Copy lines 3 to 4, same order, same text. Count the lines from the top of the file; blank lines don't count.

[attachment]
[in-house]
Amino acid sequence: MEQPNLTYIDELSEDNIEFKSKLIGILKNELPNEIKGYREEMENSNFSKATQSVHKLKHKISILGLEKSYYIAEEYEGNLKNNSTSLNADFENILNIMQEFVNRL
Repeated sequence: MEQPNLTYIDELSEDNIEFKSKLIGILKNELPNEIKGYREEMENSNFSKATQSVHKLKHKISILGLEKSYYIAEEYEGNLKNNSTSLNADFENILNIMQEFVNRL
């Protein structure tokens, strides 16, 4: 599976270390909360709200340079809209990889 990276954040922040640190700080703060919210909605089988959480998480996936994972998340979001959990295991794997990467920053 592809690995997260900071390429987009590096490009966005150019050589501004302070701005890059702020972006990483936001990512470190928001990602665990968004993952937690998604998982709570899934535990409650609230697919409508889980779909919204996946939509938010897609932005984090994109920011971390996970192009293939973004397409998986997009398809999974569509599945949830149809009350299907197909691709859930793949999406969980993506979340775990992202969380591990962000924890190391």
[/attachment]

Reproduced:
Repeated sequence: MEQPNLTYIDELSEDNIEFKSKLIGILKNELPNEIKGYREEMENSNFSKATQSVHKLKHKISILGLEKSYYIAEEYEGNLKNNSTSLNADFENILNIMQEFVNRL
């Protein structure tokens, strides 16, 4: 599976270390909360709200340079809209990889 990276954040922040640190700080703060919210909605089988959480998480996936994972998340979001959990295991794997990467920053 592809690995997260900071390429987009590096490009966005150019050589501004302070701005890059702020972006990483936001990512470190928001990602665990968004993952937690998604998982709570899934535990409650609230697919409508889980779909919204996946939509938010897609932005984090994109920011971390996970192009293939973004397409998986997009398809999974569509599945949830149809009350299907197909691709859930793949999406969980993506979340775990992202969380591990962000924890190391």